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I've neglected to get into this discussion of _Blade Runner_ partly because
so much of the discussion of the film itself has been covered, and covered
years ago. As much has been written about _Blade Runner_, I dare say, as
any film of our time.  To my knowledge, however, no one has mentioned
_Blade Runner's Dilemma_ edited by Judith Kerman, published by the Popular
Press. This is an entire book devoted to the film. Issues like what the
unicorn means, is Deckard a replicant and why it might seem that he is, the
imposed ending (the green world), the voice-over narration, etc., are
covered by many of the articles in that anthology. In addition, many fine
articles and sections of books discuss the film and these issues.  J.P
Telotte's _Replications_, for instance, has a wonderfully sensitive take on
the film around the issue of what it means to be human.  Much of the
disussion on Screen-L therefore seems to me a little bit like reinventing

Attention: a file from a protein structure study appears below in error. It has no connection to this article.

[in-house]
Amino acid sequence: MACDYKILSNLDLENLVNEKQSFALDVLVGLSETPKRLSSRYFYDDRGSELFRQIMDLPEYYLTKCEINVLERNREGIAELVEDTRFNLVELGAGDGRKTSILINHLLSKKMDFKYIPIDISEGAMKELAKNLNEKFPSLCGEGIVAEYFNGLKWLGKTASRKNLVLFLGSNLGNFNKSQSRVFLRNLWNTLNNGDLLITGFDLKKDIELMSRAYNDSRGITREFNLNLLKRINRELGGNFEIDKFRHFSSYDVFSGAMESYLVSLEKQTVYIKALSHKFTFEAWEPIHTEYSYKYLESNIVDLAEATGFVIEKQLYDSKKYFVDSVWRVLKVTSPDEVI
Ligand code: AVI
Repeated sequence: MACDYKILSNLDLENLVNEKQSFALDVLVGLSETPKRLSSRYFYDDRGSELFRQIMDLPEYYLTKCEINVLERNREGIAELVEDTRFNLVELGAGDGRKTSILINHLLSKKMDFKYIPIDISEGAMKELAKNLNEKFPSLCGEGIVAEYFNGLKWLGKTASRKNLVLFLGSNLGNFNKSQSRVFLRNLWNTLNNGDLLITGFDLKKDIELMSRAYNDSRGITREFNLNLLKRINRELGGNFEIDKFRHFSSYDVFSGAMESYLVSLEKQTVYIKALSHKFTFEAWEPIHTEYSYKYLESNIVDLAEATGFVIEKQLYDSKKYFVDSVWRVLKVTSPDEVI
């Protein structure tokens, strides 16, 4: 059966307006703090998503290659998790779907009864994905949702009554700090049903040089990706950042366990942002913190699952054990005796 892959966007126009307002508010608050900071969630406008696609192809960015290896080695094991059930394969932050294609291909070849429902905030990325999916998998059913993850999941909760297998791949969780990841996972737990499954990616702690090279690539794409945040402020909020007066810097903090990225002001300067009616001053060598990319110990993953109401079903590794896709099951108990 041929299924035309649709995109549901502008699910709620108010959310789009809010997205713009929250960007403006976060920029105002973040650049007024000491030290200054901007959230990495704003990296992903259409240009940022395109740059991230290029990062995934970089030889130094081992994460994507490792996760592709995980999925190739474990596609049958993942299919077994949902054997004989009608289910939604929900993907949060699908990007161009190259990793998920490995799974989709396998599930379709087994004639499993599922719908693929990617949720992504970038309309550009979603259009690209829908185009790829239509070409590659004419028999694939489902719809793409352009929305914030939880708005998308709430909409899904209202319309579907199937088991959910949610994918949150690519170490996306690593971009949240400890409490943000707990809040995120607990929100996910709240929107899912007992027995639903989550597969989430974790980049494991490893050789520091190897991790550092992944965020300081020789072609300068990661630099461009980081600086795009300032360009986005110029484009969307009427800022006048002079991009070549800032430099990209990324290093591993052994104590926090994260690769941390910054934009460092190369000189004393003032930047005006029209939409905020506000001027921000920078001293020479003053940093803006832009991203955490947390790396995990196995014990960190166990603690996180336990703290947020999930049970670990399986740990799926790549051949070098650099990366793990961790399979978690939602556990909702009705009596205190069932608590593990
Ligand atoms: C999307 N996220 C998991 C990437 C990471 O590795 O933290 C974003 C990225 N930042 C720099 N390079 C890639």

the wheel; at least one should do the relevant reading, acknowledge what's
out there, and move on from there.  Is it the internet, its immediacy, the
sense of just saying whatever pops into our head, that enables us to
neglect the fine work of others and start everything all over again as if
it's new?  This is said without malice and it's not directed at anyone in
particular.  But as a film scholar and an editor of a journal, I'd at least
like to think that what I do and my colleagues do in spending time, effort
and much blood, sweat and, yes, tears, to produce our work at least gets
some acknowledgement by the audience for whom the work is intended.  Even
if you hate the work, and, especially if you disagree, you at least owe it
not just to us, but to yourself, to work through the stuff first, to
acknowledge it.
 
Respectfully,
 
David Desser
 
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